Suggestions for coping with stress at work, and where to go for help if that is needed
Impossible billing targets, long hours at the office, a bullying partner – the life of a solicitor is not always a happy one. And work-related difficulties occur right across the spectrum of practice – a recent report on morale in the Crown Office and Procurator Fiscal Service found that 39% of employees complained of regular stress.
Stress affects virtually everyone at some time in their life. As well as the emotional and psychological disruption it causes, stress-related medical problems are becoming increasingly common: the wider national trend, according to the Health and Safety Executive, is that days lost due to stress-related illness have more than doubled in the last seven years. The HSE are now taking work-related stress very seriously, and have produced booklets, “Tackling Work Related Stress – a managers’ guide” for larger organisations, and “Tackling work related stress – a short guide” for smaller ones, providing advice to help businesses tackle the problem.
So it is important to treat the symptoms of stress before they result in more serious illness. If unchecked, stress can lead to musculo-skeletal problems, heart disease and even certain types of cancer.
Everyone reacts to stress differently, but there are some common effects that help us to recognise it. Some of the symptoms are: anger; apathy; depression; loss of appetite; lack of concentration; loss of sex drive; and increased smoking and drinking – the law is the fourth worst profession for alcohol-related deaths.
If stress gets a hold, it is easy to be sucked into a vicious circle where low energy levels and lack of organisational commitment lead to poor time management and a growing backlog of work – resulting in even greater stress levels.
It seems that we are becoming increasingly dependent on medication as a solution to the problem. Between 1993 and 2000 the amount spent in England and Wales on drug treatment for stress rose from £47 million to £310 million. At the same time numbers of GP consultations were significantly down. This may reflect the increasing availability and sophistication of relevant medication. On the other hand, it may suggest that GPs have less time to spend on face-to-face discussion and support, though there are a number of simple (but effective) psychotherapeutic tools which can be deployed in such a setting. And it may also indicate a longer-term reliance on medication as a way of attacking the symptoms rather than the cause of the problem.
If you feel that you are suffering from stress, try to identify the aspects of your life that are causing it. Sometimes you may not be able to change or avoid them, but at other times simple lifestyle changes can make all the difference. Within the office, environmental factors such as tidiness, air quality, light and personal space can all help relieve feelings of tension. Time management is crucial but comes in many guises – proper prioritising, dealing with interruptions, deciding what can be delegated, identifying your prime time and making best use of it, to name but a few.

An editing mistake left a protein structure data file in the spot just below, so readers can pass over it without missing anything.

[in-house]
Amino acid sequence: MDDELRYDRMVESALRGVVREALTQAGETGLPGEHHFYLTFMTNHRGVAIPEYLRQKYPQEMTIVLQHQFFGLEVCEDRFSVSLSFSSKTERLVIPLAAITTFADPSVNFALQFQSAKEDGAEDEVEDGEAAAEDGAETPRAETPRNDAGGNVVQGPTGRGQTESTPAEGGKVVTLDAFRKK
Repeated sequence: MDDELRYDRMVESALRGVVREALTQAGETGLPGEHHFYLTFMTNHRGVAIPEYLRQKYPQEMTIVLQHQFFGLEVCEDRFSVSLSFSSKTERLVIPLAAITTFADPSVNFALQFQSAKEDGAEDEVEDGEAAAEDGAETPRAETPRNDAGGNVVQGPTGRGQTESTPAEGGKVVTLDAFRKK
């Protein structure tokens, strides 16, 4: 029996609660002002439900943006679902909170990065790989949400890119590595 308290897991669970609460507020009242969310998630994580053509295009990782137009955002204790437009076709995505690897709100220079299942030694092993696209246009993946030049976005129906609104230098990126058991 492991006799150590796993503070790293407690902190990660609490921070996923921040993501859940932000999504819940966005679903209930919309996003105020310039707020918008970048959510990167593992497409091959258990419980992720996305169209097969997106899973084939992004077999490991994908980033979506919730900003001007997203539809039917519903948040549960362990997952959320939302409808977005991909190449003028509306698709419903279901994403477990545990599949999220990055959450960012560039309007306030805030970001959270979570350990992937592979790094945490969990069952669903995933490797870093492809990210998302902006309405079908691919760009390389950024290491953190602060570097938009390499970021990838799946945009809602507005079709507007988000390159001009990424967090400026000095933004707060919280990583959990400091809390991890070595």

Outside of work, a healthy diet, some form of exercise three times a week, having something enjoyable to do each day and using relaxation techniques all help to provide that essential balance to help keep on top of stress.
LawCare is a charity set up to provide health support and advice to lawyers suffering from impairments such as stress, addiction or depression. Almost three-quarters of solicitors who call their free and confidential helpline feel the stress in their life is unbearable, but LawCare’s network of volunteers can provide provide information and advice about managing stress in any or all of the ways mentioned above, and one-to-one support as you make the decisions and changes necessary to regain control of your life. If appropriate they can refer you to a counsellor or treatment centre.
In addition LawCare is happy to give free (except for expenses) presentations to firms about managing stress in the office environment. For confidential help please call 0800 279 6869, or to arrange for a presentation or ask for more information about LawCare call 0870 774 3663.
They also have a comprehensive website at www.lawcare.org.uk.
It is important to remember, however, that you can never fully protect yourself against ill health, and private health care insurance remains a popular part of benefits packages. Should you need medical attention, being a BUPA member can bring you peace of mind in knowing you have access to quality health and care cover when you need it most. With BUPA’s medical insurance you can book your treatment at times that suit you, and you can have test results as soon as they are needed. You can also have your own consultant throughout your treatment, which means you can make informed decisions together without squeezing everything into a 10-minute appointment.